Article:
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Cambridge Debate & Shelley Lubben- A review with pics

from http://www.varsity.co.uk/reviews/3361

Union: Pornography Debate

During this debate Jessi Fischer, a writer on sexuality, proclaimed that one of the worst porn shows she has ever watched showed two women going to scratch out each other’s vaginas with their long, painted finger nails. Watching the first half of the Union debate was a similarly bad viewing experience: rather than concentrating on whether porn does a good public service, both sides seemed more interested in making catty attacks on the other side’s credentials. Thankfully the real porn star argued her case against the industry effectively, bringing the debate closer to its climatic finish.

Porn is “like a game,” according to Anna Span, Britain’s first female porn director. According to Span, we should ignore the claims that porn provokes sex offenders or that the industry’s workers are riddled with STDs, because apparently such facts and statistics are incorrect and easily manipulated. She insists that there is no link between porn and rape, or between children, porn and paedophiles. Conversely, porn provides “one of the best ways to change perceptions of sexuality and to expand women’s rights”. Span’s real anger, however, was not directed against the “moral entrepeneurs who target the porn industry,” but towards Shelley Lubben, former porn actress and now anti-porn campaigner. Span attacked Lubben’s health statistics, undermined her degree and blamed her history of prostitution for her claims of cervical cancer, herpes and miscarriages. Span thrust her sharp catty claws into Lubben, presenting her as a woman who had merely joined the opposition to porn because it appeared to be more lucrative.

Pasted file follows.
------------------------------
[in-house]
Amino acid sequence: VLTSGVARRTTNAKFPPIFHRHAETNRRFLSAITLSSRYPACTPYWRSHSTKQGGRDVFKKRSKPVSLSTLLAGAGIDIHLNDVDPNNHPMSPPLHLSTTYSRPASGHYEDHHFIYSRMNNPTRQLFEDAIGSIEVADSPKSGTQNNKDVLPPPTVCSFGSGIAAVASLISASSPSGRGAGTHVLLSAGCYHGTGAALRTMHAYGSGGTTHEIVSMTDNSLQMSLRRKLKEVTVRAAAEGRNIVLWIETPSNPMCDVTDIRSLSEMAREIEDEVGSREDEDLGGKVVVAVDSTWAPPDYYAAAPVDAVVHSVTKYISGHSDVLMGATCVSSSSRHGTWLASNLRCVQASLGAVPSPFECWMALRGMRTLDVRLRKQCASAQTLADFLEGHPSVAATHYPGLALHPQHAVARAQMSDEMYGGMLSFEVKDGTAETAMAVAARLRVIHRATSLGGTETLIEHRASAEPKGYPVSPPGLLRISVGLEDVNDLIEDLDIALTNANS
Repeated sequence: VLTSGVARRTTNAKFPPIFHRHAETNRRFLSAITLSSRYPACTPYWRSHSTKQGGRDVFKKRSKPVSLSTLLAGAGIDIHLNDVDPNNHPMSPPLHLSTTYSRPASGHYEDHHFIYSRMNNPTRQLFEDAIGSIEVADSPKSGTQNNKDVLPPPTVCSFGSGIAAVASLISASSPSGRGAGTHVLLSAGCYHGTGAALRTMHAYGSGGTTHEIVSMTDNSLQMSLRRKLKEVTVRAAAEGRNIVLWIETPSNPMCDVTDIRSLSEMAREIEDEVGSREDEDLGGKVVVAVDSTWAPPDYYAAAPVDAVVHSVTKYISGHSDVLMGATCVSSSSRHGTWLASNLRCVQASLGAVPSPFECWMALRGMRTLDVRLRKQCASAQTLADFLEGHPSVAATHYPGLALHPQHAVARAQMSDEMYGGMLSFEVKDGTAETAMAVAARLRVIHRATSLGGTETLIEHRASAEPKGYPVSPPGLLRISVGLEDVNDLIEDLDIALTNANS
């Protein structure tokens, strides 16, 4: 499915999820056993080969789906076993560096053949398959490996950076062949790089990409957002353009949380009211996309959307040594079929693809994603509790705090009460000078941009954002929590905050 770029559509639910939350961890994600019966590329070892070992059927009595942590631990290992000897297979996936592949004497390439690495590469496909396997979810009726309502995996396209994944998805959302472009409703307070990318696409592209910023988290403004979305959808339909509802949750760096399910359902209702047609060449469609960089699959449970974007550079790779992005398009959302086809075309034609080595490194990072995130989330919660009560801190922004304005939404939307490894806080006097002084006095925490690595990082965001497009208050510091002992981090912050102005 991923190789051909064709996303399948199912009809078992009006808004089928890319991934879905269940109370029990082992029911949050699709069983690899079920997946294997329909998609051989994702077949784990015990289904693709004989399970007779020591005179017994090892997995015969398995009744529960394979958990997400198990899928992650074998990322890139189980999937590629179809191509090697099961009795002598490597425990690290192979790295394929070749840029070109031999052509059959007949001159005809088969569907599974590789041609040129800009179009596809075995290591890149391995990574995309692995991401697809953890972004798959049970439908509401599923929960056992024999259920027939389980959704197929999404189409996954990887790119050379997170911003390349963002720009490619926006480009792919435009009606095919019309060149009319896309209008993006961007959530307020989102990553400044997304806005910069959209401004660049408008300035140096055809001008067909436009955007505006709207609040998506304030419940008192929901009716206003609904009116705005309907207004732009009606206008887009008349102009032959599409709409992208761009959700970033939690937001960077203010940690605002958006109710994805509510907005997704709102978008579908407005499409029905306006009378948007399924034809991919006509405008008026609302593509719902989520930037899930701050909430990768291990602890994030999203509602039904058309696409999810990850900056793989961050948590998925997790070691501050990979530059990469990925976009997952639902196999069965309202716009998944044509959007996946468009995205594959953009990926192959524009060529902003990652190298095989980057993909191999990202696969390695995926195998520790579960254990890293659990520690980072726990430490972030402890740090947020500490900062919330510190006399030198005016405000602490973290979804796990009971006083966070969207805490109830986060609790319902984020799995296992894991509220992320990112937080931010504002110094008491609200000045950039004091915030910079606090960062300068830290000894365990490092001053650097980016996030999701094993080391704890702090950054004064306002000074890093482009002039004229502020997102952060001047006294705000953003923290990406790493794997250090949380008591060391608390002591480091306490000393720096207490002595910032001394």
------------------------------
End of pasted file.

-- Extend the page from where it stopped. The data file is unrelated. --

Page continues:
Span first brought the bitch into Thursday’s porn debate, but the cattiness had only just begun. Fischer told us that porn is good because it “sparks public debate,” but I don’t think it was a debate that Fischer was after. When a young gentleman from the floor posed a point of information, she completely ignored his words and seductively flicked her hair, replying, “you and I could grab a camera right now and film whatever we want” – prompting males in the chamber to clap and laugh. This only seemed to prove the opposition’s point that porn is detrimental to our society because it stops men from thinking and keeps them masturbating.

The most forceful argument of the debate came from Dr Gail Dines, lecturer and feminist activist. She is often told that “what you need, Gail Dines, is a good fuck,” but here is a woman who understands that “anti-porn doesn’t mean anti-sex.” She gave a graphic, powerful description of the realities of porn websites like Gonzo, where “bitches have no choice but to take it all” and where women, according to Dines, become “fuck objects”. She reminded us that porn is often humiliating, degrading and brutal, and to see the effects all we had to do was watch Lubben take to the floor. She was angry and inarticulate. She didn’t hide behind prepared rhetoric. She dug her heels into the ground and begged: “Please, please don’t believe the lie of pornography… I’ve been there, done that, more than any of you have.” To look at her you can see that she is right: “there is nothing glamorous about porn”. It leaves you broken.

The motion was carried, but this was not because of overwhelming support but because nearly a third of the chamber abstained. Perhaps they couldn’t deal with the reality of porn. In the emergency debate ‘This House Would Rather Be At Oxford Than St John’s’, white males brought the stereotypical Cambridge elitism to the chamber, with all its Chardonnay, Conservative Party members, May Balls, Boat Races and University Rankings. Maybe the motion was passed because the voters are too far removed to understand the real issues of porn, or maybe because porn has succeeded in deadening and dehumanising brains. Or maybe Lubben is right: only when anyone “has done as much gang bang as me” are they qualified to talk about porn.
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